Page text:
How WWW Changed the World of Publishing

By Thomas R. Temin
Media and Government Consulting

After 30 years in business-to-business publishing, I decided to hang my shingle as a consultant. One reason resulted from a question I was asked at an industry conference. The organizers had convened a panel of magazine editors covering their industry — in this case, government programs and information technology. Someone asked, “What are the three biggest changes that have happened in your world of publishing?”

The answer was obvious: WWW.

The first time I saw the World Wide Web was on a Sun workstation in the Old Executive Office Building next to the White House. An appointee in President Clinton’s public affairs team was a really, really early adopter. One Saturday he was giving me a tour of the West Wing and we stopped in his office and he showed me how a browser works and loaded some web page from Japan. It’s hard to remember now, but people at first had to get used to the idea of the web and of graphical pages being served via the Internet.

My first magazine web site went up in early 1996. It was primitive. We had no way of knowing who was reading it, or if anyone was.

A dozen years later, I find my clients in the B2B publishing world still struggling with the right digital strategy.

They are struggling for a number of reasons. Chief among these:
  • Digital departments that are disconnected from the publishers responsible for the title.

  • Editors who confuse web technology with content development. Editors never operated printing presses, so why should they fiddle with web plumbing?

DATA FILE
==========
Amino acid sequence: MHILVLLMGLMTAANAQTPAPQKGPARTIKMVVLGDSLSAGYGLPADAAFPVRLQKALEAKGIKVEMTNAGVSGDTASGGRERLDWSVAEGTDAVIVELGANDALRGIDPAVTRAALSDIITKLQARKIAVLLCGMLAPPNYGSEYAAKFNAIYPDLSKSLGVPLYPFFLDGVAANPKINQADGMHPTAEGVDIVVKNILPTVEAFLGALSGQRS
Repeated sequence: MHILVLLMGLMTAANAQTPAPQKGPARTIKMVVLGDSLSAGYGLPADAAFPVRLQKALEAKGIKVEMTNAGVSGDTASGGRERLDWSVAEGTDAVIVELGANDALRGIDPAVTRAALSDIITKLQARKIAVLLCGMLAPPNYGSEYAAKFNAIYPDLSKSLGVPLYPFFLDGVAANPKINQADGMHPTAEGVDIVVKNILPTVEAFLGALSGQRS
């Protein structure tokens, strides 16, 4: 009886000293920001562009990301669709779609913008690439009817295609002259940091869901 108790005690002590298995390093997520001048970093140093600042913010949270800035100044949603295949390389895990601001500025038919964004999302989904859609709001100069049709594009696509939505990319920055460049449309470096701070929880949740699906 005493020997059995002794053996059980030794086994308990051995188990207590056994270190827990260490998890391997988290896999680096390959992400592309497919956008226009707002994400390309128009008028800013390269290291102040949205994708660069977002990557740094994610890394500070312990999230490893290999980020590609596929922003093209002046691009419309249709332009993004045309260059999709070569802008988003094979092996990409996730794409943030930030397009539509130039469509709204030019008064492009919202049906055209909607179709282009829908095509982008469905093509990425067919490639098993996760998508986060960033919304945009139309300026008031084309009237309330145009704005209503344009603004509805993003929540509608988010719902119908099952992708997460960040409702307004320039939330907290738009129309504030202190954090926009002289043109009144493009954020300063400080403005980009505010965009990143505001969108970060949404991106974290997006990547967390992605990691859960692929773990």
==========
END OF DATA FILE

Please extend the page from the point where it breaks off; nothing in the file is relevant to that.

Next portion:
• Editors who can’t grasp that they are in the daily journalism business now. Or that the ad inventory challenges are completely different from those in print.

  • Editors and publishers who can’t figure out how to tailor their online strategies to their particular markets. Often they fixate on a model because they like it in some other market, regardless of whether it works for them. Take a look at the Google and Yahoo home pages to get an idea of the range of possible home page approaches alone.

  • Sloppy resource allocation or a failure to take into account the real costs of producing web content.

  • Failure to recognize that what works now may need revision in six months, but there are no processes in place to provide sufficient flexibility.
I’ll discuss each of these in more detail in future postings.

Thomas R. Temin is a consultant with 30 years of publishing experience in media and information technology products and services. He is co-host of "The Federal Drive" with Tom Temin and Jane Norris, a weekday morning news and talk program on Federal News Radio AM 1050 in Washington D.C. You can see his weekly column on the op-ed page at

Labels: , , ,


Two Deadlines Near for International B2B Competitions

Think you're creative? You have two days to prove it by entering the TABPI Design Challenge, sponsored by Trade Association Business Publications International. The challenge is to design a cover for a hypothetical issue of an imaginary magazine, Concrete Times. The reward is $250 for the overall winner. The challenge is open to all B2B art directors and designers.

The TABPI Design challenge deadline is this Friday, Feb. 29.

Also looming is the deadline for TABPI's Tabbie Awards. This international awards competition is open to trade, association and business magazines published at least four times per year, completely or partially in English. Magazines must accept paid advertising. This year TABPI has added a new web category, Online Feature. (Online entries don't need an associated print publication, but they must be b2b-oriented and accept advertising.)

Entries for the Tabbies must be submitted by Wednesday, March 5.

Posted by Martha Spizziri, ASBPE Web Editor

Labels: , , , , , ,


Is the News Ever Finished?

By Tonie Auer
National Blog Chairwoman and DFW Chapter President